Naturally, there has been some people who are against the move, namely those in the community of Gambo who depend on the thorough fare for business purposes.
Having attended a public meeting in Trinity last week, I have become privy to both ends of the conversation.
Here’s how I see things:
I believe there are negatives and positives to putting in such a road.
However, the negatives are seriously outweighed by the positives.
The number one reason for the disparity between the positives and the negatives lie in the medical needs of the residents who reside down the shore.
If just one life is saved the road will be a success, regardless of what the opposition has to say about it.
Just think about it.
An ambulance barrels down a deserted highway, the poor soul, as my grandmother would say, in the back clinging to what life they have left.
Coming upon the town of Gambo, the driver realizes it could be an extra 20 minutes before this person can get the help needed.
Looking back over his shoulder, a bead of sweat slides down his forehead.
He knows what could happen.
Dropping his head, he leans on the gas peddle, and flips the siren switch, knowing the person in the back deserves to have a fighting chance.
Sure, that scenario is novelistic in its approach, but it borders the truth.
If there was an access road, there is a chance 20 minutes can get chopped off the time if it should get done.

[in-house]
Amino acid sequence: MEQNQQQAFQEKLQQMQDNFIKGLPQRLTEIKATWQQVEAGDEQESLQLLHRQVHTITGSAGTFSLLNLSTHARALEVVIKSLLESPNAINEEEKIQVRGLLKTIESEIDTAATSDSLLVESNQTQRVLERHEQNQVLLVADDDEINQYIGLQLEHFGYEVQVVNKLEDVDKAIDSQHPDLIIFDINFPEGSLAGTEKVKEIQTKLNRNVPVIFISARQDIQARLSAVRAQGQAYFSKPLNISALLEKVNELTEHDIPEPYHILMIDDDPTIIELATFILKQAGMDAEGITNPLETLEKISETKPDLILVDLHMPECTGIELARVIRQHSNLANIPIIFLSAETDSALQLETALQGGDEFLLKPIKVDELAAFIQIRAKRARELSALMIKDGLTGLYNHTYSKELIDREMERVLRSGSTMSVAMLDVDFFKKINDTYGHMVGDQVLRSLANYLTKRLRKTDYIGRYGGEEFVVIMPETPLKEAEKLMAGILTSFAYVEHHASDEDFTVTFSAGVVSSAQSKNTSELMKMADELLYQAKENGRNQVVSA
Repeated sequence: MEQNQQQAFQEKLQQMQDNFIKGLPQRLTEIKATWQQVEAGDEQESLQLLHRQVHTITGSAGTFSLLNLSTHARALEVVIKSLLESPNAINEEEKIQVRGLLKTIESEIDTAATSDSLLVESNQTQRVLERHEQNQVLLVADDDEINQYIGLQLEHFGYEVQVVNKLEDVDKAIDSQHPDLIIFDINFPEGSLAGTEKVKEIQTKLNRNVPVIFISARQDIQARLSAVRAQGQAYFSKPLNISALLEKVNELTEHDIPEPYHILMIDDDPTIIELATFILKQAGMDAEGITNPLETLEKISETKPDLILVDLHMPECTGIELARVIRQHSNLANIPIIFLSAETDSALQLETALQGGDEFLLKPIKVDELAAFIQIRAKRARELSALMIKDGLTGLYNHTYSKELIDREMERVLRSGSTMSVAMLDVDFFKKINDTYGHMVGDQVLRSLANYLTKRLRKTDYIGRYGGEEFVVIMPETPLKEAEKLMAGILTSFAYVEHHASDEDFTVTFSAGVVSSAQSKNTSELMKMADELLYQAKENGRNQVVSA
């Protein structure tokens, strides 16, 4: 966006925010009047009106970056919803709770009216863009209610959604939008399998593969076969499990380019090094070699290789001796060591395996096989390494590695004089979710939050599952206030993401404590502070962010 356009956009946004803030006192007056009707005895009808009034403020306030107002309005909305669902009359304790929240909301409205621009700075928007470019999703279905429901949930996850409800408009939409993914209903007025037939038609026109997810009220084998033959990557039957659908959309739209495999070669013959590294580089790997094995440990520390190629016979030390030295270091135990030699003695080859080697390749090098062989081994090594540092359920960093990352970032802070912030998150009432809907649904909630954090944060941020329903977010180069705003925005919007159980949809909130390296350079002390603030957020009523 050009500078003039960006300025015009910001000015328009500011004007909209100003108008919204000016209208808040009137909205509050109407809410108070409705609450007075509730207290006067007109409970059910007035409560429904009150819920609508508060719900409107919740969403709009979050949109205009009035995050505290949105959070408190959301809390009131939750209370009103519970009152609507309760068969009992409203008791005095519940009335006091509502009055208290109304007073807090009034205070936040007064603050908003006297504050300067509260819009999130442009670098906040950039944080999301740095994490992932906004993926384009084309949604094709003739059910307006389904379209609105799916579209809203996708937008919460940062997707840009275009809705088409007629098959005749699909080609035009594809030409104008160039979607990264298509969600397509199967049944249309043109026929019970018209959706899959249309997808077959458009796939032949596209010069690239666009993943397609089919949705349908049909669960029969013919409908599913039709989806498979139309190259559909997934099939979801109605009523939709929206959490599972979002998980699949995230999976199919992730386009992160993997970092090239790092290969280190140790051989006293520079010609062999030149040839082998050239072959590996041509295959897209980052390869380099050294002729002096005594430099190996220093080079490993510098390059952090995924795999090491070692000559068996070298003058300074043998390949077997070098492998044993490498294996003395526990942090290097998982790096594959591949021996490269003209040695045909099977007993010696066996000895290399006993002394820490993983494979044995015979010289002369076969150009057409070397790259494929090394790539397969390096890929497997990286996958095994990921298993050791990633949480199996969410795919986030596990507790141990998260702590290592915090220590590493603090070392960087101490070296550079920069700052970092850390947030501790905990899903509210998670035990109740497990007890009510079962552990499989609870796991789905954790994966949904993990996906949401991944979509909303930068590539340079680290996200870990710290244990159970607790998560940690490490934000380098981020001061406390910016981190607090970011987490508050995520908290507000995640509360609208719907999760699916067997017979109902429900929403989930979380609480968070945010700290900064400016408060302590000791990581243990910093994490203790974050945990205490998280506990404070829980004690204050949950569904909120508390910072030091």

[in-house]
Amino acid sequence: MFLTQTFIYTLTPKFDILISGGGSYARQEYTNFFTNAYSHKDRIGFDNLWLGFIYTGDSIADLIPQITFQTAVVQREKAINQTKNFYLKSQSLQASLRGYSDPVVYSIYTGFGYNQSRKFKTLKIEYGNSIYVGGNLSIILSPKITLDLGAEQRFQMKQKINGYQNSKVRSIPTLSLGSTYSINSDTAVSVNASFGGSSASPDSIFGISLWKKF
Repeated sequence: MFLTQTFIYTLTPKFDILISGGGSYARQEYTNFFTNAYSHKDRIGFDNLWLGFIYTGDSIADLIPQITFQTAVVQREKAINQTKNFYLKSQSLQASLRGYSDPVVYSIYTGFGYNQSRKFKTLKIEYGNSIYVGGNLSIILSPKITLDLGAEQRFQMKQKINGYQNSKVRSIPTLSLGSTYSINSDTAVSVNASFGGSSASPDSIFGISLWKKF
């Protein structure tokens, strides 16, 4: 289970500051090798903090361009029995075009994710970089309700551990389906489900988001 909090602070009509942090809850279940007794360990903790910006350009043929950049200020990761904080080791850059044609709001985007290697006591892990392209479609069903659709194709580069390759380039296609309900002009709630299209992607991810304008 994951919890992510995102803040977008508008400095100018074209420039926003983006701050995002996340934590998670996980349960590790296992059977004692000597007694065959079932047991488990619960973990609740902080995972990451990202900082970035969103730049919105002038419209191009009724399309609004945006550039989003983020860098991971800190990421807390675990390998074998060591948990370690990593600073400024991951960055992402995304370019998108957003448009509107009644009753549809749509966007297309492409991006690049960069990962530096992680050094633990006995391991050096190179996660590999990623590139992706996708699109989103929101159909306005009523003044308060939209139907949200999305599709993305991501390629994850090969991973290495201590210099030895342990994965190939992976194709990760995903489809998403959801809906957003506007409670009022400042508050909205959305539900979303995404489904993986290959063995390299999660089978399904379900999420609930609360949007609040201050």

Now I know there are some negatives to the road, and believe me I’ve seen them.
I remember when the Veteran’s Memorial Highway was constructed connecting the TCH with Carbonear.
It by-passed towns like Roache’s Line, Clarke’s Beach, North River, Bay Roberts, and Spaniard’s Bay.
“There will be new businesses, opening up an entire world of possibilities.” -
No longer did motorists have to travel the Conception Bay Highway to get anywhere on that part of the coast.
St. John’s had become 45 minutes closer, and the hospital in Carbonear was 10 minutes away when there was no traffic.
Life was peachy.
But small business owners suffered.
Some have since closed shop, unable to compete with the allure of the big city and it’s big city lights.
Some survived and do so to this day.
The allocation of funds swerved away from existing infrastructure and into upkeep on the new road.
Roads became hard stretches of pavement that did more damage to your car than good.
All very good arguments used by both citizens from Gambo and the community of New-Wes-Valley.
But you will survive to keep fighting the good fight, so to speak.
There will be new businesses, opening up an entire world of possibilities.
People will be attracted to the area because of the possibilities a new road can bring to the area.
They will not only settle in Hare Bay, Dover, or any of the other communities along the loop, but also in Gambo.
They will see the beauty of the entire area, and not just the area seen if you happen to turn left toward Hare Bay once you come off of the proposed road.
So, isn’t it kinda worth it?